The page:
Private Fostering

What is private fostering?

Private fostering is essentially a private placement of a child made by a parent or a carer with parental responsibility for the child (which may be provided until a child is 16 or 18 if disabled) with someone who is not a relative.

Parental responsibility for the child is retained by the parents, which they exercise in agreement with the private foster parent.  Responsibility for safeguarding and promoting the welfare of the privately fostered child also rests with the parents.

A Health and Social Care Trust has a duty to satisfy itself that the welfare of the child is being satisfactorily safeguarded and promoted by others by supervising, regulating and advising in respect of the private placement.

Private Fostering arrangements arise for a variety of reasons i.e.

  • Children living with a friend’s family after separation, divorce or difficulties at home;
  • Teenagers living with the family of a friend or boyfriend/girlfriend;
  • Children who come from abroad for a visit to Northern Ireland or children from here, other parts of the UK and the Republic of Ireland who visit for more than 28 days with “host” families or carers;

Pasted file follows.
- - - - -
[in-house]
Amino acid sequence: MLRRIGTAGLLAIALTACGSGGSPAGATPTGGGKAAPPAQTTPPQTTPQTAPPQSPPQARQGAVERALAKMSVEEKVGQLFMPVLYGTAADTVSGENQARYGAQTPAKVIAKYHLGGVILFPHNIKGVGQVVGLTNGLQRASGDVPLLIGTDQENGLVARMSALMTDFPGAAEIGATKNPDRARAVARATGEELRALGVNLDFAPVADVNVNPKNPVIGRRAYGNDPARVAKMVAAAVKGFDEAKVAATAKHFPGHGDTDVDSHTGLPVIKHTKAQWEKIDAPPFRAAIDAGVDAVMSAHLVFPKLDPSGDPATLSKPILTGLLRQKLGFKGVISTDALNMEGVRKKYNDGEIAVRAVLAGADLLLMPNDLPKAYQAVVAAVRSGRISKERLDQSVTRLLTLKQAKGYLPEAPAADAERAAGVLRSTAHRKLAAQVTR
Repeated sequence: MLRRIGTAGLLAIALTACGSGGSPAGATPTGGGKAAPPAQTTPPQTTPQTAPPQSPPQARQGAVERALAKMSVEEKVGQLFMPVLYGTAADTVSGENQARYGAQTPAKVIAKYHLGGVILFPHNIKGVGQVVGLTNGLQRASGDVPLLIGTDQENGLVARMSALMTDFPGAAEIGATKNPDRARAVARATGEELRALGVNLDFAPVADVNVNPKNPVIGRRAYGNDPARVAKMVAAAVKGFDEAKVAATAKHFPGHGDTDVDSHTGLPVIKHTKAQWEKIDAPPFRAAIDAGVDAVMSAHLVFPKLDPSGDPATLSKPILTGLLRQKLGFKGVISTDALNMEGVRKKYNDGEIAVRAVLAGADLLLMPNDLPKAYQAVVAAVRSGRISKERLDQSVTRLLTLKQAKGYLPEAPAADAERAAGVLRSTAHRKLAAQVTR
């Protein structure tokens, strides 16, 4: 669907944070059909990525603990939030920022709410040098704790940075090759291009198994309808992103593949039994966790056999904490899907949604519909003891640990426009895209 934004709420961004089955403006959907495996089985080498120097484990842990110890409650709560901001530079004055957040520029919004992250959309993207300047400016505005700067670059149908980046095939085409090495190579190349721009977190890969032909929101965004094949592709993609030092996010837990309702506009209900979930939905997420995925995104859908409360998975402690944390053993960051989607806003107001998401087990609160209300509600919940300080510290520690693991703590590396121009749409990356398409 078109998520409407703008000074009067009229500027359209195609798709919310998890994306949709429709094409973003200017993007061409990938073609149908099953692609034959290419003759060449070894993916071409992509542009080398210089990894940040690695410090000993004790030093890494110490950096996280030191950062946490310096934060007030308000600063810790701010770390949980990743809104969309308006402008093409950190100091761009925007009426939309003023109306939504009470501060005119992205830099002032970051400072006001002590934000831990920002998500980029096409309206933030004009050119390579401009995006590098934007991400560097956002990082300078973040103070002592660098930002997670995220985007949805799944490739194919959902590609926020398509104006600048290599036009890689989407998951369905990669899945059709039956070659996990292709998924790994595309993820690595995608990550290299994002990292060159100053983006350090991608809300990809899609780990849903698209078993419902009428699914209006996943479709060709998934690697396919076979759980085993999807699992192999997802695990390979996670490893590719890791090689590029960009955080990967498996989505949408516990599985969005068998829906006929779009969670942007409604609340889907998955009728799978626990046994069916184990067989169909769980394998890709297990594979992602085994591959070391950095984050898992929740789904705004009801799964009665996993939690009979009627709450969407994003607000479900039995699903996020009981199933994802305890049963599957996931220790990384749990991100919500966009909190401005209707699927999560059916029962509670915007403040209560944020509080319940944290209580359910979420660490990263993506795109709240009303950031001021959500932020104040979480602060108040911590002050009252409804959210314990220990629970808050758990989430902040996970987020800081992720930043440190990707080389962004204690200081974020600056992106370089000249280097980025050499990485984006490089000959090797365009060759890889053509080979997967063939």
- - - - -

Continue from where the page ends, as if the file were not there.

• Children from abroad brought to live here by unrelated adults or families, some of whom may be exercising EU treaty rights of abode in the UK;
  • Children sent to Northern Ireland from abroad for educational purposes who are living in the homes of families or carers who are unrelated to them;
  • Children “gifted” by their parents as part of traditional practices within particular cultures to other families or carers who cannot have children;
  • Children of people who are studying or working in Northern Ireland, but anti-social hours make it difficult for them to care for their own children and they place them with other families or carers; and
  • Children from overseas brought to Northern Ireland for hospital treatment through charitable or voluntary organisations and who, as part of the pre-treatment or recovery need to stay more than  28 days with a host family or carer.

A child is not a privately fostered child if the person caring for and accommodating him/her:

(a) has done so for a period of less than 28 days; and

(b) does not intend to do so for any longer period.

While the majority of children cared for in private fostering situations may be safe from harm and exploitation (physical, emotional and sexual) it is vital that the Health and Social Care Trust in whose area the child is living is notified of the proposed or on-going arrangement and is able to satisfy itself of arrangements.

What to do if you are thinking about placing your child with a private foster carer/s

There is a requirement for the parents and others with parental responsibility to give written notification to a Trust of their intention to place a child under a private fostering arrangement and to notify the Trust of any changes to existing arrangements.  Details of the content of notification and timescales, including those relating to emergency placements, are available for your local Trusts or the Trust in the area in which the child will be living. Please contact the Gateway Team for further information and guidance.

Failure to comply may be an offence under Article 117(1) (a) of the Children (NI) Order 1995.